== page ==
Premature Deaths Because People Can’t Afford Medical Care
The views and opinions expressed in Bob’s Blog are solely those of the author and do not purport to reflect the views and opinions of the CAC Office on Aging or its staff. Posted 12-20-2022
It’s sad. There are no real studies about how some older people may not be getting the healthcare they need because they can’t afford it or because they don’t want to add more medical debt to what they already have.
Sue is a divorced lady who works at a job paying $12 an hour. Her employer has a health insurance plan. However, the plan does not cover much of the expenses anyone of them may incur.
In 2020 when she was 59 years old, Sue had a heart attack at work. She ended up having a Double Coronary Artery Bypass. Her insurance paid what was required under plan for her medical expenses. There was still a lot not covered. In 2022, Sue still owed over $200,000.
Sue had been in an accident many years ago and had a fusion done on the vertebrae in her cervical spine. In the last several years she has started to have ongoing pain in her neck.
Her doctors have told her they have to restabilize the cervical vertebrae. That is scheduled for early in 2023. The cost for the hospitalization and surgery will be high.
Sue won’t be able to pay for any charges. Any remaining balance after what her insurance pays will be added to the $200,000 she already owes.
Sue doesn’t have a 401K plan through her employer. She doesn’t have any savings of any type. Her monthly Social Security benefit will not be great. When she is 65, she will not be able to retire. She will have to keep on working as long as she can.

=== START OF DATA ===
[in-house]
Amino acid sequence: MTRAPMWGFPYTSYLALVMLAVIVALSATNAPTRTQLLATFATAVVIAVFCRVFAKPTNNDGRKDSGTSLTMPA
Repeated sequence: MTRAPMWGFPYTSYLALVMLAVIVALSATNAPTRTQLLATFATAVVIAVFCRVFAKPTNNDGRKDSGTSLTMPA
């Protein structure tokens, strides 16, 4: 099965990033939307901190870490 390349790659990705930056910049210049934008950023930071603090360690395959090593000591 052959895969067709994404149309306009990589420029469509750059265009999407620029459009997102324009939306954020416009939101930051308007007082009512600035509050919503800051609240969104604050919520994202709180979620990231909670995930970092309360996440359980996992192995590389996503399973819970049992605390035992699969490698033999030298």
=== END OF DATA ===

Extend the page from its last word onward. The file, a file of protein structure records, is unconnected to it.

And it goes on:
There is no way Sue can pay off all of the medical debt she has. Every month she gets bills for it. Some have been turned over to Collection agencies. Their representatives call and harass her about what she owes.
This cause her to worry. It probably will get worse as she ages. She may avoid getting care for any medical problems she has in the future unless it’s an emergency.
At 65 years of age in 2020, Janet was diagnosed with endometrial cancer. She started treatment for it and has seen several different oncologists. Unfortunately, the treatment she has received has just delayed the progression of the disease.
In late 2022, the cancer spread to her lymph nodes and breast. She is receiving more aggressive treatment.
Janet has been on Medicare since she turned 65 and has a Medicare Advantage Plan. However, not all of her treatments have been covered by the plan. At times she has been seen by doctors outside the network. Their charges were not covered.
Janet’s unpaid medical expenses mount. Since she had no savings, she was forced to take out a Home Equity Line of Credit on her home.
That may help cover some of the bills she has. Once she uses all of the line of credit, she won’t be able to pay the charges for additional care she may need.
Most People Have No Idea of What Their Medical Care Will Cost After Retirement
During their working years, people are never told what it may cost for medical care in their later years. Sadly, as they approach retirement, most underestimate how much they will have to pay. So, their assumptions are way off.
According to Fidelity Investments, the average American expects to pay about $41,000 in medical expenses after they retire. They think they can handle that.
Fidelity then projects a 65 year old couple retiring in 2022 will spend about $315,000 for health care and medical expenses during the rest of their lives.
That Fidelity estimate may be low. HealthView Services Financial projected the average healthy 65 year old couple retiring in 2021 could expect to live to 87 and 89 respectively. During retirement, they will spend $662,156 on medical expenses. HealthView also projected they would be spending 68% of their Social Security Benefits on those expenses.